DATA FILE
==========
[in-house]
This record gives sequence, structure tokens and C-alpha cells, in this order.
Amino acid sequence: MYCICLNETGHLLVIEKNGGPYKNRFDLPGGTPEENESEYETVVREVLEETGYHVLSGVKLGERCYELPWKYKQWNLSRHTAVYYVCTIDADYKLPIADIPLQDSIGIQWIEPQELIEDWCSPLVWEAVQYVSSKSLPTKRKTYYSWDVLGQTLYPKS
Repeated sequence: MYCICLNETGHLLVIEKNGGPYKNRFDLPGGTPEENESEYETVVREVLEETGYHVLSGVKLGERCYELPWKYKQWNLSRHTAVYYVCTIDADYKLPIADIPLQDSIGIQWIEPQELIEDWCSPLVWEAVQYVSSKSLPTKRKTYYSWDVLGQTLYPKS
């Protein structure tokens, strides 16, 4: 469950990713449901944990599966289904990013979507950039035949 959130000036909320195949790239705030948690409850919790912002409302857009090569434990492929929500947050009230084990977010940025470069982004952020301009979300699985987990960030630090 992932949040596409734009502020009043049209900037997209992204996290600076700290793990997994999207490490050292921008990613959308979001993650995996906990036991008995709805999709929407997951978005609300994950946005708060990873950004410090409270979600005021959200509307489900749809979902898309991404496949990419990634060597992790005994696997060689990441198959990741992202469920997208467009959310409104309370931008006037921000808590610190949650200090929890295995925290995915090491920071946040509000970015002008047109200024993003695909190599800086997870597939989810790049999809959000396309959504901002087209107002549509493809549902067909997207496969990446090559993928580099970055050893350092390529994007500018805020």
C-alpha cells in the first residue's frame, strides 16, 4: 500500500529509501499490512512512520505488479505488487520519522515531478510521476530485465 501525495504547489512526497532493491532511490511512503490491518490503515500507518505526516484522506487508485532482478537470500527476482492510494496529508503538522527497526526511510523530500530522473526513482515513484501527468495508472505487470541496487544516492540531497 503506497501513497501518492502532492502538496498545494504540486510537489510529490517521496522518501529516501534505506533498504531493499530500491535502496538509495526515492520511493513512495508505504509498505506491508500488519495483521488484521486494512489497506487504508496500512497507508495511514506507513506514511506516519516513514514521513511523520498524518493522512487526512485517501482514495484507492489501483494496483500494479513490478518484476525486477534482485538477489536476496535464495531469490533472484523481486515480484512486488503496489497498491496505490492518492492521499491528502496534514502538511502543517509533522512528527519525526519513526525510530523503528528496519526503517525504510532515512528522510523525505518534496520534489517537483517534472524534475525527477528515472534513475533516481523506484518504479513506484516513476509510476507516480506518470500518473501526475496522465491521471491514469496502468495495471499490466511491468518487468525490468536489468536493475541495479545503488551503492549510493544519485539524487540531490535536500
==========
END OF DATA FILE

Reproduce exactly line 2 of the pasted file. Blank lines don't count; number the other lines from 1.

This record gives sequence, structure tokens and C-alpha cells, in this order.